Thursday, 22 March 2007

Dumb criminals.

A quick-thinking French tourist outwitted a Dutch thief after the thief tried to take the man's bag, according to police in Amsterdam, yesterday.
The 27-year-old tourist snatched his sports bag out of the hands of the thief and ran into a nearby police station, with the thief frantically chasing behind.
Police spokeswoman Wilma Verheij said the thief 'realised too late that he had run straight into the long arm of the law'.
Once the 28-year-old thief realised where he was, he tried to run away from the police station, but the man, who hasn't been named, was quickly captured and arrested.


A dim-witted German burglar tried to pry a lock using a credit card, which subsequently snapped in two, leaving half the card that featured his name and account details, for police to recover.
The 29-year-old man tried to open the door to his neighbour's flat in Moenchengladbach, western Germany, police revealed.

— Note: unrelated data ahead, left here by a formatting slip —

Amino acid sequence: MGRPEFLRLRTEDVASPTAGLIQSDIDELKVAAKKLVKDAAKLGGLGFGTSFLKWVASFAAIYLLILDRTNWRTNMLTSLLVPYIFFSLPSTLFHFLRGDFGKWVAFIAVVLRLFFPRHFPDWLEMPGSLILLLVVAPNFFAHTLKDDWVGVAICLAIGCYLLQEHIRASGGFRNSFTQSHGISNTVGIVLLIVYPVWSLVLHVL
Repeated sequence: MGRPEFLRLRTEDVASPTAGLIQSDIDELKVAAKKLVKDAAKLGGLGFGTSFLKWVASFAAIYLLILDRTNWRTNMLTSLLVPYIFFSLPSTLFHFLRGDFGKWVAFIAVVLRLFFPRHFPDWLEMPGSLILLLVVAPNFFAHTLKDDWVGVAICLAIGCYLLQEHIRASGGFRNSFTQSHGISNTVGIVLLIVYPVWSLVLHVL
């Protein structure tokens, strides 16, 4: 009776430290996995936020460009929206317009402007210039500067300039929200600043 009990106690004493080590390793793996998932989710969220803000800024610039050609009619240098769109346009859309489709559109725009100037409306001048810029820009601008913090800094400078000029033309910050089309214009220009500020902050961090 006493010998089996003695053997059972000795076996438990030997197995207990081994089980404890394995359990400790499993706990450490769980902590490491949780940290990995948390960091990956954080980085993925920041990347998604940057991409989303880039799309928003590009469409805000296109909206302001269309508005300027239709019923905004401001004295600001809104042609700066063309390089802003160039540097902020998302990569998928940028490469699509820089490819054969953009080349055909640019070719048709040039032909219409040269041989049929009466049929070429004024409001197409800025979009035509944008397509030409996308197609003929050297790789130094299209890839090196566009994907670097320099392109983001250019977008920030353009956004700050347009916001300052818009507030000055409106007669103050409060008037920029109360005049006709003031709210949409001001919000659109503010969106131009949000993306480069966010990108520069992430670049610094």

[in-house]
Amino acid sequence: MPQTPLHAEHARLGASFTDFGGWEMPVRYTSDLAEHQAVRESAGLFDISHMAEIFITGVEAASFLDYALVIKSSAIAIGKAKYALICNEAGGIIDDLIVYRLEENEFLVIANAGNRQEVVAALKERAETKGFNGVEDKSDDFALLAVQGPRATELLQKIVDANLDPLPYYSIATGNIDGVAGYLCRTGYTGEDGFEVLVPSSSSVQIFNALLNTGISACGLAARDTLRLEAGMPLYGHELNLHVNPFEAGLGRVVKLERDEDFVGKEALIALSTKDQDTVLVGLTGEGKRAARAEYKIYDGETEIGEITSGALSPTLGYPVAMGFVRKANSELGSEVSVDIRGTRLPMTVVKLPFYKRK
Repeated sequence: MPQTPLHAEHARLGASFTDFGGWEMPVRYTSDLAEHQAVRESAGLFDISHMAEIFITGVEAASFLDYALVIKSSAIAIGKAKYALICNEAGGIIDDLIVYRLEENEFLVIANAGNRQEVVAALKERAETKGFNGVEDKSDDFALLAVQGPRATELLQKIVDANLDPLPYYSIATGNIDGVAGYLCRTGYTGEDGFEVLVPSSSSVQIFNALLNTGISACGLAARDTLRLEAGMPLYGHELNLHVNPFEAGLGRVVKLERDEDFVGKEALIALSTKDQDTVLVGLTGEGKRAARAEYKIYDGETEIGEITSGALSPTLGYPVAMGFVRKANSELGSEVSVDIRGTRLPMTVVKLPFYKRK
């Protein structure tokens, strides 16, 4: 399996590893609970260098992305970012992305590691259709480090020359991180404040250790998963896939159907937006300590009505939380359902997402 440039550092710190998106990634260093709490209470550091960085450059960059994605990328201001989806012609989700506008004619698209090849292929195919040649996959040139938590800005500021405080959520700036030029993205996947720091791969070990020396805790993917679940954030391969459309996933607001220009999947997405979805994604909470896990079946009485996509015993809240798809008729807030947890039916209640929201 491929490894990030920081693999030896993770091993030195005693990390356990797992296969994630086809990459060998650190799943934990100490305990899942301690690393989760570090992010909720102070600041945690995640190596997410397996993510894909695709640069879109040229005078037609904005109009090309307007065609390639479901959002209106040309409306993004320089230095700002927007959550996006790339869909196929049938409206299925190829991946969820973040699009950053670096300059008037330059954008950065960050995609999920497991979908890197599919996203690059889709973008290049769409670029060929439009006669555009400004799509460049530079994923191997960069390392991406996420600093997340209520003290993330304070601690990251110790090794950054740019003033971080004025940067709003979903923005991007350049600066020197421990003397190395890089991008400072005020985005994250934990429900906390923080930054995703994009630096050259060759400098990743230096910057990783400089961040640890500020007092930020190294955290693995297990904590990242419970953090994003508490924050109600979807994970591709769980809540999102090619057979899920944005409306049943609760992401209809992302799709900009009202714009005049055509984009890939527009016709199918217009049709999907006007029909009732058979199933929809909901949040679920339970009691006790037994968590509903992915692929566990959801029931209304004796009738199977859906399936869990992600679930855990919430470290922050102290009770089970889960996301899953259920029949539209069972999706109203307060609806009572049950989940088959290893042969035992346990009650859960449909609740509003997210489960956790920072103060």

A police spokesman said: 'He tried to copy what he'd seen them do on television, but the flat owner woke up and the criminal ran away. The victim called up and read us the details off the card.' He continued: 'When we got round to the burglar's house, the other half of his credit card was sitting on his kitchen table.'

A man gave police a false name, not realising that the name he provided belonged to a wanted criminal.
Vincent Lloyd Massey was in the passenger seat of a car that was pulled over by police in Annapolis, Maryland.
The officers discovered that the driver had a suspended licence. He was taken into custody by the police, which left Mr Massey, 48, to drive the car away.
However, when the officers asked to see his licence, Mr Massey said that he'd left his details at home, but offered his name, address and date of birth.
The police checked the details and moments later were told that they had a man with several criminal warrants, including some from the US Marshall's Service.
Realising that they had a wanted criminal on their hands, who had charges involving drugs and counterfeiting, the officers called for immediate back-up, obtained a warrant and arrested Mr Massey.
Once he was in custody, Mr Massey revealed that he'd lied about his identity and showed officers some identification. Police later confirmed that Mr Massey wasn't the wanted criminal.
However, he didn't get away with just a caution; he ended up being charged with giving a false statement to police.